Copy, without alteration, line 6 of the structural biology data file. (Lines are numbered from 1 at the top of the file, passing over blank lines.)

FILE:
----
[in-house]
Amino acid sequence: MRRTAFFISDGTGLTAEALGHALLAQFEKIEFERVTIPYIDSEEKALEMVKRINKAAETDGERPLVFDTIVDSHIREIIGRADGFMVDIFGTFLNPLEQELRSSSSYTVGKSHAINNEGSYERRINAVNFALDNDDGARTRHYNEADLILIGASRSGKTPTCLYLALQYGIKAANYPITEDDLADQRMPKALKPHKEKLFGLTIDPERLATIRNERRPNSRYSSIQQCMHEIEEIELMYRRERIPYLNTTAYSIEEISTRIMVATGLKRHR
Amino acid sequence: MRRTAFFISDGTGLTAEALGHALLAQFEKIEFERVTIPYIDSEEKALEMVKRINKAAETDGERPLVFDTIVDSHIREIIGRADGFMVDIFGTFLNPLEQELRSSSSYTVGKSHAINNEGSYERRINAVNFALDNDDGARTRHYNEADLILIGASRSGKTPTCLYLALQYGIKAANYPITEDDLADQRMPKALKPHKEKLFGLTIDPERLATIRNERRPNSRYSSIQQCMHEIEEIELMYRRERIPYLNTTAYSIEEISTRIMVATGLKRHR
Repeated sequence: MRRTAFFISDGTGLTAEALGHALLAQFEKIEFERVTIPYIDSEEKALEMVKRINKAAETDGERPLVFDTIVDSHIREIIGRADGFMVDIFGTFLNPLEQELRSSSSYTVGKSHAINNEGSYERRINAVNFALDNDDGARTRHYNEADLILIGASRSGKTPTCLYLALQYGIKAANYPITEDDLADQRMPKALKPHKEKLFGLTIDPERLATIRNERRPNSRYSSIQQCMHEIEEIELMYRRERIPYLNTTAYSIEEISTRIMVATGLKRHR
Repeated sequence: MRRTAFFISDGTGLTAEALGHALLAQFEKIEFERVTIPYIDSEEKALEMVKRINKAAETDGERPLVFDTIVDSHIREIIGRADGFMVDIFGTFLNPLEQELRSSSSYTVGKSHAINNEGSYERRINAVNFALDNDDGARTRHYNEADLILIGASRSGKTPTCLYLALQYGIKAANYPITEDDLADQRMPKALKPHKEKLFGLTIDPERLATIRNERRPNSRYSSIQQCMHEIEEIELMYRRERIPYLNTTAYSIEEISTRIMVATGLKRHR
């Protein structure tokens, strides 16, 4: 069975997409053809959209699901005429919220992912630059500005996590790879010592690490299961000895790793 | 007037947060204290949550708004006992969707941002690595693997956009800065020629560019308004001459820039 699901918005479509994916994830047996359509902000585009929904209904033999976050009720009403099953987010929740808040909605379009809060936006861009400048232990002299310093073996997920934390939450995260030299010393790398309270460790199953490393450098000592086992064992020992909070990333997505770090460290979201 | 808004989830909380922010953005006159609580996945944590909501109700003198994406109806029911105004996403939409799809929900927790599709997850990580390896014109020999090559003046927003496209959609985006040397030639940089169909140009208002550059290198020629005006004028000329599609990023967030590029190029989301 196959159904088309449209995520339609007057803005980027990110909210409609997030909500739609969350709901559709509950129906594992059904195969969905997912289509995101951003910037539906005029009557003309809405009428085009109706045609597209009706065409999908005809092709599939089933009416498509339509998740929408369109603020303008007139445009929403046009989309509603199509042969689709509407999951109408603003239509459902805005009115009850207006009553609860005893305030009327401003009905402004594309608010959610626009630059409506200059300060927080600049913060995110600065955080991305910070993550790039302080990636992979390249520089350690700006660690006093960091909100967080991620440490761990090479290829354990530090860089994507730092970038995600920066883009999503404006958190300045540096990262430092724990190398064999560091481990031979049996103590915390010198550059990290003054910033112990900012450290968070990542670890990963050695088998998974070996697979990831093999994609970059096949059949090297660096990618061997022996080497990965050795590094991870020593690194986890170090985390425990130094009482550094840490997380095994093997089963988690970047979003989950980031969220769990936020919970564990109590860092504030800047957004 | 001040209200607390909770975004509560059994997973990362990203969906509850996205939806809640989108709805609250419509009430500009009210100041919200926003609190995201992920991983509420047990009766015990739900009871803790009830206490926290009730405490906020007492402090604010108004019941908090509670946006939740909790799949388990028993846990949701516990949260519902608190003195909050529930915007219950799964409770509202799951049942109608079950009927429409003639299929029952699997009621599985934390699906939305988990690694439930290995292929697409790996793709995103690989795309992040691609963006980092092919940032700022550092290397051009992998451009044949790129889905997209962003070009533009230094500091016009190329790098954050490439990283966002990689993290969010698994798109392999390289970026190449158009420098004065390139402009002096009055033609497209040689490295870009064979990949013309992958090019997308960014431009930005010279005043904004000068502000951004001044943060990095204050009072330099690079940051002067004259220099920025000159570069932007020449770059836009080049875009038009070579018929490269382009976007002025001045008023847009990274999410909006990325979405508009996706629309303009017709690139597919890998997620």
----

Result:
């Protein structure tokens, strides 16, 4: 069975997409053809959209699901005429919220992912630059500005996590790879010592690490299961000895790793 | 007037947060204290949550708004006992969707941002690595693997956009800065020629560019308004001459820039 699901918005479509994916994830047996359509902000585009929904209904033999976050009720009403099953987010929740808040909605379009809060936006861009400048232990002299310093073996997920934390939450995260030299010393790398309270460790199953490393450098000592086992064992020992909070990333997505770090460290979201 | 808004989830909380922010953005006159609580996945944590909501109700003198994406109806029911105004996403939409799809929900927790599709997850990580390896014109020999090559003046927003496209959609985006040397030639940089169909140009208002550059290198020629005006004028000329599609990023967030590029190029989301 196959159904088309449209995520339609007057803005980027990110909210409609997030909500739609969350709901559709509950129906594992059904195969969905997912289509995101951003910037539906005029009557003309809405009428085009109706045609597209009706065409999908005809092709599939089933009416498509339509998740929408369109603020303008007139445009929403046009989309509603199509042969689709509407999951109408603003239509459902805005009115009850207006009553609860005893305030009327401003009905402004594309608010959610626009630059409506200059300060927080600049913060995110600065955080991305910070993550790039302080990636992979390249520089350690700006660690006093960091909100967080991620440490761990090479290829354990530090860089994507730092970038995600920066883009999503404006958190300045540096990262430092724990190398064999560091481990031979049996103590915390010198550059990290003054910033112990900012450290968070990542670890990963050695088998998974070996697979990831093999994609970059096949059949090297660096990618061997022996080497990965050795590094991870020593690194986890170090985390425990130094009482550094840490997380095994093997089963988690970047979003989950980031969220769990936020919970564990109590860092504030800047957004 | 001040209200607390909770975004509560059994997973990362990203969906509850996205939806809640989108709805609250419509009430500009009210100041919200926003609190995201992920991983509420047990009766015990739900009871803790009830206490926290009730405490906020007492402090604010108004019941908090509670946006939740909790799949388990028993846990949701516990949260519902608190003195909050529930915007219950799964409770509202799951049942109608079950009927429409003639299929029952699997009621599985934390699906939305988990690694439930290995292929697409790996793709995103690989795309992040691609963006980092092919940032700022550092290397051009992998451009044949790129889905997209962003070009533009230094500091016009190329790098954050490439990283966002990689993290969010698994798109392999390289970026190449158009420098004065390139402009002096009055033609497209040689490295870009064979990949013309992958090019997308960014431009930005010279005043904004000068502000951004001044943060990095204050009072330099690079940051002067004259220099920025000159570069932007020449770059836009080049875009038009070579018929490269382009976007002025001045008023847009990274999410909006990325979405508009996706629309303009017709690139597919890998997620």